When objectivists about welfare insist that no such things could be good for an individual and subjectivists insist that they might well be good for her, both speak truthfully, if incompletely. For each deploys, a different notion of the good for an individual, neither of which should be ignored and each of which comes to the fore when we confront varying normative questions. To devise social policy by attending just to the good of a particular individual would not enable us effectively to set social and economic policy. Yet attending just to the good of human beings may lead us to neglect or overlook how a particular individual might be benefited, how her life might go better for her.
This is not simply because individuals may be idiosyncratic in ways such as those already described, but also because our accounts of what is good for human beings will, necessarily, be pitched at a fairly high level of generality (perhaps with some lower-level specifications) and so will not readily address our more fine-grained questions about what is good for a particular individual. Even if we were certain that the good for human beings includes, say, fulfilling vocations and avocations, just which ones benefit a particular individual will depend not only on the features in virtue of which she is a human being, but also on the features that make her the particular individual that she is.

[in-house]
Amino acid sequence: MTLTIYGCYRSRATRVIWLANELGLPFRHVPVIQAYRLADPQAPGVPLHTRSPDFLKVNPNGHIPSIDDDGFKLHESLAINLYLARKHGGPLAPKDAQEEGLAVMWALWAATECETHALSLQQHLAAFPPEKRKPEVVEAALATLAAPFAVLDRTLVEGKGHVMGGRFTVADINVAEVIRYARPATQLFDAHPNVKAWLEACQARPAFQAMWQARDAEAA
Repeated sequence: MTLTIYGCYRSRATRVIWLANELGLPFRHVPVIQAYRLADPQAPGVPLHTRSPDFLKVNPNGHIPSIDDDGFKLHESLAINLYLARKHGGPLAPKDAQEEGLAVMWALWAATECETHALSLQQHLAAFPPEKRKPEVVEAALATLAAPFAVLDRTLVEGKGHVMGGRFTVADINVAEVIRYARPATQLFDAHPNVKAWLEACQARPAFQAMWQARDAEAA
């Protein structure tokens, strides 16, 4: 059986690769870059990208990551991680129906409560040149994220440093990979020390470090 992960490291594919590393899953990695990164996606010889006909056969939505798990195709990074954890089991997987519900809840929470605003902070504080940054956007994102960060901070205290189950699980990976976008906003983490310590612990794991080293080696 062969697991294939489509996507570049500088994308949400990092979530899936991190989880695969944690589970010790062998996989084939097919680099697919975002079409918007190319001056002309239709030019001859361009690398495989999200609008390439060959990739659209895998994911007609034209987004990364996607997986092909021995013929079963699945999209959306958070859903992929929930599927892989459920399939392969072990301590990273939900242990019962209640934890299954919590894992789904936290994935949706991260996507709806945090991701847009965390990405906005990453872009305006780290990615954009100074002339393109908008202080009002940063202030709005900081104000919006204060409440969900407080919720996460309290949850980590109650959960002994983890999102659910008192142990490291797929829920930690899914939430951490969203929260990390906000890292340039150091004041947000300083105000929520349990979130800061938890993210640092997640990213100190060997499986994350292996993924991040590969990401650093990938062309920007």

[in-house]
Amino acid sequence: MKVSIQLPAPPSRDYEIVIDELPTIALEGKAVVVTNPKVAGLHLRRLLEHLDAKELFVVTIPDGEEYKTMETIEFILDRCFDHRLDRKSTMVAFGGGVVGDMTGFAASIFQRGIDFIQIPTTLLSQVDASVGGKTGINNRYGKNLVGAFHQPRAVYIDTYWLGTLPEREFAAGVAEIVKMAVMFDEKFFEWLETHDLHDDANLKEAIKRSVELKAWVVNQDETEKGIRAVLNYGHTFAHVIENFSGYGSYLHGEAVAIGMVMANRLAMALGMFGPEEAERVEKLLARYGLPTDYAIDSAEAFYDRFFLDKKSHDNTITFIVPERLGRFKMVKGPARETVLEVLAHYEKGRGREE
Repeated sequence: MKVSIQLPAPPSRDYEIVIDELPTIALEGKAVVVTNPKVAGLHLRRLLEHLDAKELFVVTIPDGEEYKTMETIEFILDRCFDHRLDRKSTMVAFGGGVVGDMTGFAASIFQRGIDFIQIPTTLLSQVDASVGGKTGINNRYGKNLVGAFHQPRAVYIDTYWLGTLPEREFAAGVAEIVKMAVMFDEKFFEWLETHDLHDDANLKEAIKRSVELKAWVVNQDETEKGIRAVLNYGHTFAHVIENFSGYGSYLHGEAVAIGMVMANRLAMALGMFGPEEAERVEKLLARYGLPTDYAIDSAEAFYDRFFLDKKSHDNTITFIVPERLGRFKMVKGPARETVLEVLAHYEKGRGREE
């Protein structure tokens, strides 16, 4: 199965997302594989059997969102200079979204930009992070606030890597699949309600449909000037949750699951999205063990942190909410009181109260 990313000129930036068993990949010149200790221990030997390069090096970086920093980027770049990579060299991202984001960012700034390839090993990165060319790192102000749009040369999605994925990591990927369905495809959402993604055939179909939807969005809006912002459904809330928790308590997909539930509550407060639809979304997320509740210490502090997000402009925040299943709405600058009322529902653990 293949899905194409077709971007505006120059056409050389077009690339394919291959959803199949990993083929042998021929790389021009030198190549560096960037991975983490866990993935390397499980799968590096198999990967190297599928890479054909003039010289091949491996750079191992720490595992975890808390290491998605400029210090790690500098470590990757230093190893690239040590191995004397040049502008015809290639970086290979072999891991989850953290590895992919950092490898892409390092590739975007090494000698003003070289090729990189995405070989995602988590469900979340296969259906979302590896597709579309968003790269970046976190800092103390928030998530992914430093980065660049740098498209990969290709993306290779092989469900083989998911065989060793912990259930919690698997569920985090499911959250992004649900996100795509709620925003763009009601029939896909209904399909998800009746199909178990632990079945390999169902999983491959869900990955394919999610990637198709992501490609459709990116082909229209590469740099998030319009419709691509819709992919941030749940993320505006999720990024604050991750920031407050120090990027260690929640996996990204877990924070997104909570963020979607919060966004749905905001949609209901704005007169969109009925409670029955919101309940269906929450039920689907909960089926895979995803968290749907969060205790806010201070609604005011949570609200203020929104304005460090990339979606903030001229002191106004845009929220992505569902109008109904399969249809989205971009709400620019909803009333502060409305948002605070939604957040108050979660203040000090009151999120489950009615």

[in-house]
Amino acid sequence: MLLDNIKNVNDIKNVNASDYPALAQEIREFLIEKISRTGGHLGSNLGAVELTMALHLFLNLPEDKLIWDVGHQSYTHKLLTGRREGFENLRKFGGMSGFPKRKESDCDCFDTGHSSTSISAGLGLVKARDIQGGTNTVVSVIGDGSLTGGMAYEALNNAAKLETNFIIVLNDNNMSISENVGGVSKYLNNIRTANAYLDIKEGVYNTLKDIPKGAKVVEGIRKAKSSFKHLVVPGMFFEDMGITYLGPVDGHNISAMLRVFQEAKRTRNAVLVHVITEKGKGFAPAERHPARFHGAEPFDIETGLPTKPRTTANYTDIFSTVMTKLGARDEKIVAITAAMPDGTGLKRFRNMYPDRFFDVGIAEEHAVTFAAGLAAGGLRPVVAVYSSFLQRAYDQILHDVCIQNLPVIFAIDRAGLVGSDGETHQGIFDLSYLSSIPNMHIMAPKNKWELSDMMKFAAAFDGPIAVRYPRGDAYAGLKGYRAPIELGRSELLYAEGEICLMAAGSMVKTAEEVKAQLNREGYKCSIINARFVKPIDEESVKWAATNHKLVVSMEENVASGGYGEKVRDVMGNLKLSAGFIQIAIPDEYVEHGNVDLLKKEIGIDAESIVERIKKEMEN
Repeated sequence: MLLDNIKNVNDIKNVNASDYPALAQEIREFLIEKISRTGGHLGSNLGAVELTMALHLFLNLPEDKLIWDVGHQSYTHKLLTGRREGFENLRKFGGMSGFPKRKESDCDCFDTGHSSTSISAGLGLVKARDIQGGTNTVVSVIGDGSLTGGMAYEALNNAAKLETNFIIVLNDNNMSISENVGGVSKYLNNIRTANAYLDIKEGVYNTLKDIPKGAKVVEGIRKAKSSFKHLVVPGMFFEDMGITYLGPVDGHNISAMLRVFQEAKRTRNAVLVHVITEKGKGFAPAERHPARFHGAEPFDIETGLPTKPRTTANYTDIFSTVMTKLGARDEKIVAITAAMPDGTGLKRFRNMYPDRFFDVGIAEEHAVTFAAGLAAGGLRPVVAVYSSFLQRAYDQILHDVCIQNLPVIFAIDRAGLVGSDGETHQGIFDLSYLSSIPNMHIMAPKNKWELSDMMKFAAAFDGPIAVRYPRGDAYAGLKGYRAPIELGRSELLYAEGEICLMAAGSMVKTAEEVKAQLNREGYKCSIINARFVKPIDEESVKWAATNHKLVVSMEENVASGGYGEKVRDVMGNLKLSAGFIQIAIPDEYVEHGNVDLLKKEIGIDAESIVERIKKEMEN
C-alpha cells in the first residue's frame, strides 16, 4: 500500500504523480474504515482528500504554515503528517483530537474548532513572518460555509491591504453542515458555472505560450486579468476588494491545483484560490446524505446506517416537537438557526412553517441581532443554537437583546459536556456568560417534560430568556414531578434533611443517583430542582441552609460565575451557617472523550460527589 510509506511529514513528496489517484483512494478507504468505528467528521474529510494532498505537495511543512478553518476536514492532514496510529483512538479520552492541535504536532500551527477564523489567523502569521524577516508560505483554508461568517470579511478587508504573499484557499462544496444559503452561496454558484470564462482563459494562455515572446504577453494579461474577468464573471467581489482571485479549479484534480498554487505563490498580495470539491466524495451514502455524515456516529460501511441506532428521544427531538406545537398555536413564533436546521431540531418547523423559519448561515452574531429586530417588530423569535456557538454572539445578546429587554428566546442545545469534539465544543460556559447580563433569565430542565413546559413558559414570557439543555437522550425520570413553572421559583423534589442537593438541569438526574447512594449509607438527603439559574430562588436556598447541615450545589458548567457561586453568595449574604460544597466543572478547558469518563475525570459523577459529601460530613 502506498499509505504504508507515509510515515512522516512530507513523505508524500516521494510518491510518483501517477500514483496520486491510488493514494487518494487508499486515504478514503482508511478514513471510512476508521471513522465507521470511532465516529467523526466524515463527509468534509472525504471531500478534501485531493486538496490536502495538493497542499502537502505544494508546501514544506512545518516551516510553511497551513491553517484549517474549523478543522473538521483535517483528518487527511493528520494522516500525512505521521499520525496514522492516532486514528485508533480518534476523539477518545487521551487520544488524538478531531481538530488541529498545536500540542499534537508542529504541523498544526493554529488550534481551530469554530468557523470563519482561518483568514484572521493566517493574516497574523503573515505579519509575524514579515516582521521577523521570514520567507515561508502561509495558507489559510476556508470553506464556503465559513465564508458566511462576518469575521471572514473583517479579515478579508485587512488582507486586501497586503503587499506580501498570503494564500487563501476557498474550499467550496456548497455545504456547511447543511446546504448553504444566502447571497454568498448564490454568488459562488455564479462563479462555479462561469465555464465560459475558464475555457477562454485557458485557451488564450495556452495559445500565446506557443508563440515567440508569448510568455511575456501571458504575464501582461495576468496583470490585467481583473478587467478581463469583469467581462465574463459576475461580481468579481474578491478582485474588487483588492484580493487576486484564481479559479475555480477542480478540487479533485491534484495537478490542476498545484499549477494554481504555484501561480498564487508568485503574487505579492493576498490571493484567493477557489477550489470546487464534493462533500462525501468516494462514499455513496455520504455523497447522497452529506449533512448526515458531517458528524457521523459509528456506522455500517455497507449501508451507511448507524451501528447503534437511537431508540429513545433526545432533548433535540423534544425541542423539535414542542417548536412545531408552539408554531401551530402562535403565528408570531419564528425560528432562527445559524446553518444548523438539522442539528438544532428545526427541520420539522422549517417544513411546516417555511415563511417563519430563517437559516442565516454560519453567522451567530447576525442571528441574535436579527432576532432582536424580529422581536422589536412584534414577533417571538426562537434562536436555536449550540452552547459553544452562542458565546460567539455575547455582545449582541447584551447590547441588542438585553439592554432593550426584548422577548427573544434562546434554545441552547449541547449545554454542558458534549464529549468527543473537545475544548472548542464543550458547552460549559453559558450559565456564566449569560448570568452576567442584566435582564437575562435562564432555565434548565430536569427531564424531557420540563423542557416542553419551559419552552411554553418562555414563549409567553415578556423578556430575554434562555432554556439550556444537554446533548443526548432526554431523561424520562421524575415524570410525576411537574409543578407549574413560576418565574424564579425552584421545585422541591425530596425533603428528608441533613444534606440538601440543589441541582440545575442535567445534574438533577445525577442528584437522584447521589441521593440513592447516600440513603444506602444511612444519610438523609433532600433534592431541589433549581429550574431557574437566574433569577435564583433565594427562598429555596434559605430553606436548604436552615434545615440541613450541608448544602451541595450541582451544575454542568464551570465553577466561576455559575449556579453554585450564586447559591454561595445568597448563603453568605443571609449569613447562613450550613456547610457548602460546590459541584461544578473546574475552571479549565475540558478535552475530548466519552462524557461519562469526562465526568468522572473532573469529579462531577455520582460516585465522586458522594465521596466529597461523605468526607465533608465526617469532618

I mentioned at the beginning that there are other notions of the good for a person. For example, sometimes when we talk about what is good for a person, we consider whether a particular O is good for her, whereas sometimes we consider whether that O would figure in a good life for her. After all, the sundry things that might be good for us as individuals may not all be practically compatible, not only because pursuing them would make conflicting demands on our time and attention, but because those goods may themselves have shapes that will shape our lives in turn, excluding some goods from consideration. These, I take it, were the sorts of considerations that led Rawls to talk about “plans of life” and use of the “counting principles.”
Sometimes, too, when we talk about what is good for a person, we invoke a kind of ideal or exemplar of human flourishing, against which we might assess particular lives. This may guide our own decision-making as we lead our lives, or help to direct the lives of those under our care. It may also figure in exploring possibilities for certain kinds of human enhancement.
We can recognize that we deploy distinct notions of what is good for a person without concluding that that there is no fact of the matter about what is good for a person—there may well be, but what fact that is will depend on what sort of question we are asking about a person’s good. And we can do so without concluding that our metaphysics of good-for must be hopelessly complex. The relational property of being good for may be singular even if we must be careful about just how, where, when, and why it is instantiated. Anyway, these are my preliminary thoughts about matters that I think welfare theorists would do well to explore further.
Connie S. Rosati is a professor of Philosophy at the University of Arizona, her focuses include: Ethics, Philosophy of Law, and Social and Political Philosophy